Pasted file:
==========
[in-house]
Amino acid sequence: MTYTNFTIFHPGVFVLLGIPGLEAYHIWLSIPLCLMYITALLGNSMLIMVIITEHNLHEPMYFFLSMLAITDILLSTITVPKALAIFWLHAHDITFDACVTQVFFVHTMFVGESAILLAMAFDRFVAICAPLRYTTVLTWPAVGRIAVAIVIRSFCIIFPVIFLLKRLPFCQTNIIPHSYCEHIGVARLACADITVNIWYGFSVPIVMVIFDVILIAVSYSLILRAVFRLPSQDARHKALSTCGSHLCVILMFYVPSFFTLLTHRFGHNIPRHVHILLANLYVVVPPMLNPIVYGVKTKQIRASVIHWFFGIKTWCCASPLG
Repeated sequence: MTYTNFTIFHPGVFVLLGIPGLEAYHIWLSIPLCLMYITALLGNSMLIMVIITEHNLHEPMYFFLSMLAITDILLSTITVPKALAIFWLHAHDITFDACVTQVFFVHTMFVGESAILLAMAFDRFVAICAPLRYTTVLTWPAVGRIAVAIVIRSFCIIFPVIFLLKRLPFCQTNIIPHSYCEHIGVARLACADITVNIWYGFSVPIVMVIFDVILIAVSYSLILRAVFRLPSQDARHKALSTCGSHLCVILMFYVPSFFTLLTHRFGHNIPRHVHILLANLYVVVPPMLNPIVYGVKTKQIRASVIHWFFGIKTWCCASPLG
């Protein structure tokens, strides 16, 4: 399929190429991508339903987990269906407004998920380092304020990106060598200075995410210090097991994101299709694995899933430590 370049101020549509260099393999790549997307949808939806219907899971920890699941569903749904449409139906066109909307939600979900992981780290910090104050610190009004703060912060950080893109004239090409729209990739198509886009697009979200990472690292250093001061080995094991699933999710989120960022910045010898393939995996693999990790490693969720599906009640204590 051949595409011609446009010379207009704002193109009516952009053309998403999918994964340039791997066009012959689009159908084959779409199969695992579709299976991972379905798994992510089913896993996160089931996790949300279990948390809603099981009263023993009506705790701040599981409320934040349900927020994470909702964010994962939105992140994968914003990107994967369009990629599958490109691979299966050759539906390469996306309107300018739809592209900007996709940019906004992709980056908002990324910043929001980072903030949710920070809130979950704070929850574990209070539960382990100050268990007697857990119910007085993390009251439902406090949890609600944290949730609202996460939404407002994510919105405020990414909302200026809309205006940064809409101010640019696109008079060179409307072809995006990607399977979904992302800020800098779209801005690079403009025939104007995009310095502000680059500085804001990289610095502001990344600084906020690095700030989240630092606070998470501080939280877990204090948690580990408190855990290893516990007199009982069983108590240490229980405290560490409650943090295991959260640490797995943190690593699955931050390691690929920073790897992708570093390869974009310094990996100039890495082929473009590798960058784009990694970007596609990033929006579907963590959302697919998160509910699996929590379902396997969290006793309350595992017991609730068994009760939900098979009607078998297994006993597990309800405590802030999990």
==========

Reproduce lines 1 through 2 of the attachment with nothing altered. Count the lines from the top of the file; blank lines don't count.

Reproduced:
[in-house]
Amino acid sequence: MTYTNFTIFHPGVFVLLGIPGLEAYHIWLSIPLCLMYITALLGNSMLIMVIITEHNLHEPMYFFLSMLAITDILLSTITVPKALAIFWLHAHDITFDACVTQVFFVHTMFVGESAILLAMAFDRFVAICAPLRYTTVLTWPAVGRIAVAIVIRSFCIIFPVIFLLKRLPFCQTNIIPHSYCEHIGVARLACADITVNIWYGFSVPIVMVIFDVILIAVSYSLILRAVFRLPSQDARHKALSTCGSHLCVILMFYVPSFFTLLTHRFGHNIPRHVHILLANLYVVVPPMLNPIVYGVKTKQIRASVIHWFFGIKTWCCASPLG